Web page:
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    New Evidence of Civilian Deaths in US Drone War May Be Used in German Court

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    A new US intelligence report presents new evidence about official knowledge of civilian deaths during Yemeni UAV strikes. Officials may have known about civilian deaths – which have never been acknowledged – and the report could provide fuel for a German lawsuit over the US drone campaign.

    Situated in western Germany, close to the French border, Ramstein Air Base provides a crucial role in the US drone campaign, according to documents obtained by the Intercept. It serves as digital waypoint, a major satellite relay station which allows operators in the American Southwest to control UAVs in the Middle East.

    Both the US and German governments have denied Ramstein’s role, but a lawsuit filed by Faisal bin Ali Jaber alleges that the base permits the death of innocent civilians in Yemen. Namely, two of his relatives.

     The flags of the United States and Germany fly behind a sign at Ramstein Air Base, Germany.
    © AP Photo/ Lucas Jackson
    The flags of the United States and Germany fly behind a sign at Ramstein Air Base, Germany.

    "We’re asking the German government to take measures to stop the US from using German soil in their illegal and immoral drone war," said Kat Craig, one of Jaber’s attorneys and legal director for Reprieve, an international human rights group.

    Jaber has direct knowledge of the harm that comes from the drone campaign. His relatives, Waleed bin Ali Jaber and Salim bin Ali Jaber, were two civilians killed during a 2012 airstrike against Al Qaeda in the Arabian Peninsula. According to a top-secret US intelligence report, a Yemeni official described as "reliable" identified Salim as "an imam of a mosque who had reportedly preached a sermon that had insulted AQAP," and "had been lured to the car by the two AQAP militants when the airstrike hit."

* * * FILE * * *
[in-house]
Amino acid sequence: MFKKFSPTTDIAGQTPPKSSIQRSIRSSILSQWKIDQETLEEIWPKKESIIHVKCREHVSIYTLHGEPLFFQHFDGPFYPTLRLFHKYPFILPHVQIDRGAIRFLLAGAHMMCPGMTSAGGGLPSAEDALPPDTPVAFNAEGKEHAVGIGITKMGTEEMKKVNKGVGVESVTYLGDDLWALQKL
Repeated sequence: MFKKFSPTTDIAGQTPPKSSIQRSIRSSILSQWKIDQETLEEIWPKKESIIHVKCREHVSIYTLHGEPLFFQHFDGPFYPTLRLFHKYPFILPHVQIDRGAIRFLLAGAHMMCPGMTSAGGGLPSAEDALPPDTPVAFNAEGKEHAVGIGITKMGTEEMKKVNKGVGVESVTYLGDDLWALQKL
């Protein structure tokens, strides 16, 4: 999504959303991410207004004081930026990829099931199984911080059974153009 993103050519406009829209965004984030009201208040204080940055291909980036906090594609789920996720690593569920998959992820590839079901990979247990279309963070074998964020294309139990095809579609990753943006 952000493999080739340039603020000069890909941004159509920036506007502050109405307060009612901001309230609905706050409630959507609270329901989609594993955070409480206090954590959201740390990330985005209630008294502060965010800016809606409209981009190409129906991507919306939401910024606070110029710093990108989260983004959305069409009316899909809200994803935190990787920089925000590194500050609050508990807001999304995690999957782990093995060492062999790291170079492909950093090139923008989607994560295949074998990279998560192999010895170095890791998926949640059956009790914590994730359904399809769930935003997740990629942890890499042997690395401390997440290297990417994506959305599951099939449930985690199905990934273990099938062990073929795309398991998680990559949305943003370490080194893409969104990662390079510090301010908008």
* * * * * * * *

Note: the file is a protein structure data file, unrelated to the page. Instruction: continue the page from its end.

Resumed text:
While US officials have not officially acknowledged – or apologized – for the deaths, the family did receive $100,000.

    "One thinks the US believes it can silence the families of the victims with money [rather than] an apology and an explanation," Jaber told Yahoo News last October.

    Jaber could cite the intelligence report when he testifies, proving that the US government knew about the civilian deaths soon after they occurred.

    The German government tried – unsuccessfully – to get the lawsuit tossed out of court, arguing that there is no proof of a Ramstein connection in the drone war. A Pentagon spokesperson also told the Intercept that the US doesn’t "directly fly or control any manned or remotely piloted aircraft" from the base, but that explanation is only a carefully worded denial of Ramstein’s role as a relay station. True, operators don’t fly "directly" out of the air base, but they do rely on Ramstein as a relay hub.

    The case could be an opportunity for human rights groups to force US officials into taking some semblance of responsibility for civilian deaths.

    "It’s very difficult to challenge US drone activities in US courts," Craig told the Intercept, "so Reprieve targets the soft underbelly of Europe and US allies there to fill the void of accountability."

    No matter the outcome of Jaber’s case, any major policy shifts are unlikely.

    "It’s almost unimaginable that lethal counterterrorism operations would rupture a relationship with an ally like Germany," Micah Zenko of the Council on Foreign Relations told the Intercept. "Ramstein is used for so many other things and is so important to the bilateral relationship."

    A victory could, nevertheless, be a foot in the door for human rights groups, and could signal hope for accountability in future cases.

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    Tags:
    drone campaign, drone war, civilian deaths, Pentagon, Salim bin Ali Jaber, Waleed bin Ali Jaber, Faisal bin Ali Jaber, Ramstein, Yemen, Germany, United States
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